Making driverless cars change lanes more like human drivers do
In the field of self-driving cars, algorithms for controlling lane changes are an important topic of study. But most existing lane-change algorithms have one of two drawbacks: Either they rely on detailed statistical models of the driving environment, which are difficult to assemble and too complex to analyze on the fly; or they’re so simple that they can lead to impractically conservative decisions, such as never changing lanes at all. At the International Conference on Robotics and Automation tomorrow, researchers from MIT’s Computer Science and Artificial Intelligence Laboratory (CSAIL) will present a new lane-change algorithm that splits the difference.
It allows for more aggressive lane changes than the simple models do but relies only on immediate information about other vehicles’ directions and velocities to make decisions. One standard way for autonomous vehicles to avoid collisions is to calculate buffer zones around the other vehicles in the environment. The buffer zones describe not only the vehicles’ current positions but their likely future positions within some time frame.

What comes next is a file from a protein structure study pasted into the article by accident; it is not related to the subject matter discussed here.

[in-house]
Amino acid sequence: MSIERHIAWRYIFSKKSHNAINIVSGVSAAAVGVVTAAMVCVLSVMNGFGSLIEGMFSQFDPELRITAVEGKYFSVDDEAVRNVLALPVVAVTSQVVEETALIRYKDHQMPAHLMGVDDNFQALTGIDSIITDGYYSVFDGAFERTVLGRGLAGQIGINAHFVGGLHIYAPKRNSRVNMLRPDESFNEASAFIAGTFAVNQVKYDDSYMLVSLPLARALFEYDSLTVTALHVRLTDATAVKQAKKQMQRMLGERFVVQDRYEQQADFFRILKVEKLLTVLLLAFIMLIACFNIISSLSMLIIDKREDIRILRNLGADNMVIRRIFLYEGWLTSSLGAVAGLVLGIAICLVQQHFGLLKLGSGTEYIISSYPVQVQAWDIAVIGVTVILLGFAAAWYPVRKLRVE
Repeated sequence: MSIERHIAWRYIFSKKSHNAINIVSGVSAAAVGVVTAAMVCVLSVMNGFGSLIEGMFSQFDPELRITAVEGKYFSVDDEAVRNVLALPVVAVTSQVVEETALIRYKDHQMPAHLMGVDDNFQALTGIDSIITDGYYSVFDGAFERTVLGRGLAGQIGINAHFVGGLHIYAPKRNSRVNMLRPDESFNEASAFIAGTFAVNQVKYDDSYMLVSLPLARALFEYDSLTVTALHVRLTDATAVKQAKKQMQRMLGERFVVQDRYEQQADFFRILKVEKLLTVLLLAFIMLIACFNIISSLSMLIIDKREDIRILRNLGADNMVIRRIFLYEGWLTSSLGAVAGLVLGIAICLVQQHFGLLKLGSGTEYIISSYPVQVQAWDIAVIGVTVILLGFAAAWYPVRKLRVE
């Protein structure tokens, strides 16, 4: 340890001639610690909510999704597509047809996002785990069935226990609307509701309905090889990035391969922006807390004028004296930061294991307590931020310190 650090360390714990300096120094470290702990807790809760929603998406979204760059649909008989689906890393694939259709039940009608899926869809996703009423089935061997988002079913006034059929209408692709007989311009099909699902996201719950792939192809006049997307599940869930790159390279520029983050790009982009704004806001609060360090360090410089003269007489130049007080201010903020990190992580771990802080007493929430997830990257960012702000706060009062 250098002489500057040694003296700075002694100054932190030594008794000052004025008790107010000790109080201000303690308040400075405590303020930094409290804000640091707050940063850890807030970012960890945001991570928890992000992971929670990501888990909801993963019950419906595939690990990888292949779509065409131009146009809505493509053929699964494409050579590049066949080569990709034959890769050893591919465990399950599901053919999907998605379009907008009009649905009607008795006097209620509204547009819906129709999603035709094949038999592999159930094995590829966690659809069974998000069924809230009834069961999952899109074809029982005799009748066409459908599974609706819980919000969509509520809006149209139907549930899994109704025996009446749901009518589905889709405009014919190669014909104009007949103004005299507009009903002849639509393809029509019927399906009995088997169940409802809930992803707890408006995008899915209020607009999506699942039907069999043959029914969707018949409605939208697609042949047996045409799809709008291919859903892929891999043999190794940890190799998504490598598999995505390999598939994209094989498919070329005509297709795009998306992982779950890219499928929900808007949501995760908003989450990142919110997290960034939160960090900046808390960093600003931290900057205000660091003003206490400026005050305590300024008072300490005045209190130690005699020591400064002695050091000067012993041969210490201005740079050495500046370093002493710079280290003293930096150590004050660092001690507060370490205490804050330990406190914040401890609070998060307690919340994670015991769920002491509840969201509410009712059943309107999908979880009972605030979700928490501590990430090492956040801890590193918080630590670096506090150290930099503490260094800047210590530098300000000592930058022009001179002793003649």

Planning lane changes then becomes a matter of simply staying out of other vehicles’ buffer zones. For any given method of computing buffer zones, algorithm designers must prove that it guarantees collision avoidance, within the context of the mathematical model used to describe traffic patterns. That proof can be complex, so the optimal buffer zones are usually computed in advance.
During operation, the autonomous vehicle then calls up the precomputed buffer zones that correspond to its situation. That approach depends on a mathematically efficient method of describing buffer zones, so that the collision-avoidance proof can be executed quickly. And that’s what the MIT researchers developed.